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February is Black History Month



Black History provides our students with wonderful models of people who persevered in some of the most difficult situations. At LCCC we believe that teaching Black History to our students will open their worlds and their hearts.


There are many heroes in Black History who may have experienced our world as unjust and unfair, but they did not let that define them. Instead they moved forward, broke barriers and achieved their goals against the odds!

1. TO TEACH PERSEVERANCE

Perseverance is such a critical character trait to have at school and in life.

We don’t want our children to give up when faced with failure or obstacles.

We want our children to get back up and try again when they don’t succeed. EXAMPLE : Harriet Tubman can travel 90 miles in the dark, primarily by foot, guided by the North Star to freedom, then go back and do it again and again to save her loved ones, children can learn to not give up on virtually anything they put their minds to.



 

2. TO TEACH COURAGE

Young children are oftentimes fearful of many things. Courage helps children learn to hold their head high and face the unknown. It helps them to bravely approach situations where they might be nervous or fearful.

EXAMPLE: Ruby Bridges - six-year-old Ruby can walk past a mob of angry protesters who yelled and threw things at her day after day because she was determined to get the education that she deserved; then children today can certainly face their fears.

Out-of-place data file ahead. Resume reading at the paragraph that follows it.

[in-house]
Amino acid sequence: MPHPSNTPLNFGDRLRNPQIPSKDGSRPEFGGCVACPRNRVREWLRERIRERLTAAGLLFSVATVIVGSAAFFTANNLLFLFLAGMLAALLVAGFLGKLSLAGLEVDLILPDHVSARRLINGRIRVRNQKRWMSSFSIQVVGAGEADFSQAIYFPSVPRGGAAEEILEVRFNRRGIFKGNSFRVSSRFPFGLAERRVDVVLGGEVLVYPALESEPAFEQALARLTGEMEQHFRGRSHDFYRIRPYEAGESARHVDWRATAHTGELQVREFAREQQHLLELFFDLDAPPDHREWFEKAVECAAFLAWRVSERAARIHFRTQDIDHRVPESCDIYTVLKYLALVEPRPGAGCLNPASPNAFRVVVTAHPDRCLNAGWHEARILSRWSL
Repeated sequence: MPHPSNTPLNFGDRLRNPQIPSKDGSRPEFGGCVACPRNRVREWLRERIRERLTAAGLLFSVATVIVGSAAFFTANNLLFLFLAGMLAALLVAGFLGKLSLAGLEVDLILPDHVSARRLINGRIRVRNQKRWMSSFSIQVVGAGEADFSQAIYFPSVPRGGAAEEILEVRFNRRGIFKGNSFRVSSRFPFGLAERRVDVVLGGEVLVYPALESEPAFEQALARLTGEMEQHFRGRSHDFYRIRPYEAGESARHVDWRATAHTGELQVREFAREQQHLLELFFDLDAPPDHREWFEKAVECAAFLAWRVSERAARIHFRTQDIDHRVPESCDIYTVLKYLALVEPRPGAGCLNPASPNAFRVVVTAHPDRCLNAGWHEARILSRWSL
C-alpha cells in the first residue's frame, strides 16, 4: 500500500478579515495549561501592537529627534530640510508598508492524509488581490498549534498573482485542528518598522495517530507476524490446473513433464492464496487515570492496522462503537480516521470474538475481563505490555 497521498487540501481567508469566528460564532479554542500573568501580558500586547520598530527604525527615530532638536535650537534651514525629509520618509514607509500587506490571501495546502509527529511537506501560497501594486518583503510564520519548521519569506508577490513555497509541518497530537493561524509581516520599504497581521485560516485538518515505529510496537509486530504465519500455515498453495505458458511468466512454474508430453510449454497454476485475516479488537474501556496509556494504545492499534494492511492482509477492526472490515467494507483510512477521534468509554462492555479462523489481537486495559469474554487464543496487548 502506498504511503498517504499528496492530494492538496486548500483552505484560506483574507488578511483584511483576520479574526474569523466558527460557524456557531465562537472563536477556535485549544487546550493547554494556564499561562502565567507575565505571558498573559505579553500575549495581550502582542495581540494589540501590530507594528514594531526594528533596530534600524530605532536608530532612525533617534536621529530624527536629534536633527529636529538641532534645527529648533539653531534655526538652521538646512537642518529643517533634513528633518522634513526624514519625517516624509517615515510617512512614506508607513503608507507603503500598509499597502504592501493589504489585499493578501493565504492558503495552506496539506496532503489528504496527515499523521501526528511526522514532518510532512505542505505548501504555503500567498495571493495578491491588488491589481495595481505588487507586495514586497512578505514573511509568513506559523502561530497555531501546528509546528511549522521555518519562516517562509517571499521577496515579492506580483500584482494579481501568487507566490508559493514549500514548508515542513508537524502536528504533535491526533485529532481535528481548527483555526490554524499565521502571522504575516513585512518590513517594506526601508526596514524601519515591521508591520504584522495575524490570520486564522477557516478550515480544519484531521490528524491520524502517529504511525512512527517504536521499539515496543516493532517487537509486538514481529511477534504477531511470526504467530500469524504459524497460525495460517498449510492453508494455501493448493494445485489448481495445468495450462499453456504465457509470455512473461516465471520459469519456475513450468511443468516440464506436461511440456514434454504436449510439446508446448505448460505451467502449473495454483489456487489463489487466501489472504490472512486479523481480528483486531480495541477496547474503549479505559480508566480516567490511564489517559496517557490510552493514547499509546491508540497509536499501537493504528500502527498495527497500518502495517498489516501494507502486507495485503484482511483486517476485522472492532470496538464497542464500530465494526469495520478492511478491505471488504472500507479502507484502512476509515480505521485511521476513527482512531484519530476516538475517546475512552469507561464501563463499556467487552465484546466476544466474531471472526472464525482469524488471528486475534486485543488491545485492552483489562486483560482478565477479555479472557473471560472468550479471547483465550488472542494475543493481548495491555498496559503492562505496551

3. TO TEACH PEACEFUL PROBLEM SOLVING

Life is full of problem solving opportunities, big and small. It’s critical that children learn to solve problems; but it’s also important for them to learn peaceful ways to do so.

EXAMPLE: Martin Luther King Jr. epitomized peaceful problem solving.

His persistence to make substantial changes in an unjust world at that time. Many people were intrigued, shocked, and disappointed when they learned how differently people were treated solely by the color of their skin.


4. TO NURTURE LIFELONG LEARNING

Of course, we want our students to become lifelong learners. We hope that as they progress through the years they grow into adults who continue to wonder, explore, investigate, and learn. We realize that learning is so much more than going to school.

EXAMPLE: George Washington Carver, scientist and inventor, was a lifelong seeker of knowledge who never passed up an opportunity to learn and grow. He was especially interested in plants and became a botanist who invented hundreds of products using peanuts, sweet potatoes and soybeans.



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